The next graphic from this month's report that we'll look at shows us both OPEC's and worldwide oil production monthly on the same graph, over the period from July 2020 to June 2022, and it comes from page 48 (pdf page 60) of OPEC's July Oil Market Report....on this graph, the cerulean blue bars represent OPEC's monthly oil production in millions of barrels per day as shown on the left scale, while the purple graph represents global oil production in millions of barrels per day, with the metrics for global output shown on the right scale....

After this month's 234,000 barrel per day increase in OPEC's production from their revised production of a month earlier, OPEC's preliminary estimate is that total global liquids production increased by a rounded 1,320,000 barrels per day to average 99.82 million barrels per day in June, a reported increase which came after May's total global output figure was apparently revised down by 250,000 barrels per day from the 98.75 million barrels per day of global oil output that was estimated for May a month ago, as non-OPEC oil production rose by a rounded 1,100,000 barrels per day in June after that downward revision, as 700,000 barrels per day production growth from the US and Russia was only partly offset by a decine totaling 300,000 barrels per day in the output of Norway and Kazakhstan ...

After that 1.32 million barrel per day increase in June's global output, the 99.82 million barrels of oil per day that were produced globally during the month were 5.10 million barrels per day, or 5.4% more than the revised 94.72 million barrels of oil per day that were being produced globally in June a year ago, which was the second month after OPEC and their allied producers began their program of monthly production increases from the 7.2 million barrels per day production cut that had governed their ​output over the first four months of last year (see the July 2021 OPEC report (online pdf) for the originally reported June 2021 details)...with this month's increase in OPEC's output modest compared to the global increase, their June oil production of 28,716,000 barrels per day amounted to 28.8% of what was produced globally during the month, down from their revised 28.9% share of the global total in May....OPEC's June 2021 production was reported at 26,043,000 barrels per day, which means that the 13 OPEC members who were part of OPEC last year produced 2,682,000 barrels per day, or 10.3% more barrels per day of oil this June than what they produced last June, when they accounted for 27.9% of global output...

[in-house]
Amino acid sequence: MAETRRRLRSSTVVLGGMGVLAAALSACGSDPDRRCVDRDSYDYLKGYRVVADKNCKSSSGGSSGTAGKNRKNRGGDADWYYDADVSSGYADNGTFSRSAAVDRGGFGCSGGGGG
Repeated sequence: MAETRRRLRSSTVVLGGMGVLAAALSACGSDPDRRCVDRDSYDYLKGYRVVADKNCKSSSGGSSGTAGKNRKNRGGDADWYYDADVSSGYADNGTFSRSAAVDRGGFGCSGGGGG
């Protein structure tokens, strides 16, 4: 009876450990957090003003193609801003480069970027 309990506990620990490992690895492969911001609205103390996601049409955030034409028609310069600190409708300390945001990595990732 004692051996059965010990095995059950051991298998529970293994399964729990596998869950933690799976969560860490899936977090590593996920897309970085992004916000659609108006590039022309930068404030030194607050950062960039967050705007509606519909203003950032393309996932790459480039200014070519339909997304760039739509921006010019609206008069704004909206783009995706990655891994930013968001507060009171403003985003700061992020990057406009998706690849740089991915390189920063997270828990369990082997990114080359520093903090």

With the increases in both OPECs and global oil output that we've seen in this report, the amount of oil being produced globally during the month was significantly more than the expected global demand, as this next table from the OPEC report will show us....

The above table came from page 25 of the July Oil Market Report (pdf page 37), and it shows regional and total oil demand estimates in millions of barrels per day for 2021 in the first column, and then OPEC's estimate of oil demand by region and globally quarterly over 2022 over the rest of the table...on the "Total world" line in the third column, we've circled in blue the figure that's relevant for June, which is their estimate of global oil demand during the second quarter of 2022....OPEC ​has ​estimated that during the 2nd quarter of this year, all oil consuming regions of the globe have been using an average of 98.33 million barrels of oil per day, which is an upward revision of 150,000 barrels per day from their estimate for 2nd quarter demand of a month ago (that revision is circled in green)...but as OPEC showed us in the oil supply section of this report and the summary supply graph above, OPEC and the rest of the world's oil producers were producing 99.82 million barrels per day during June, which would imply that there was a surplus of around 1,490,000 barrels per day of global oil production in June, when compared to the demand estimated for the month...

In addition to figuring June's global oil supply surplus that's evident in this report, the upward revision of 150,000 barrels per day to second quarter demand that's indicated in green above, combined with the 250,000 barrel per day downward revision to May's global oil supplies that's implied in this report, means that the 560,000 barrels per day global oil output surplus we had previously figured for May would now be revised to a surplus of just 160,000 barrels per day...in addition, the 710,000 barrels per day global oil output surplus we had previously figured for April, in light of the 150,000 barrels per day upward revision to second quarter demand, would now be revised to a surplus of 560,000 barrels per day...  

note that in green we have also circled an upward revision of 60,000 barrels per day to OPEC's previous estimates of first quarter demand....for March, that means that the global oil output surplus of 230,000 barrels per day we had previously figured for March would be revised to a surplus of 170,000 barrels per day... however, the upward revision to first quarter demand means that the 10,000 barrels per day global oil output surplus we had previously figured for February would now be revised to a shortage of 50,000 barrels per day, and that the global oil output shortage of 740,000 barrels per day we had previously figured for January would now be revised to a shortage of 800,000 barrels per day, in light of that 60,000 barrel per day upward revision to first quarter demand...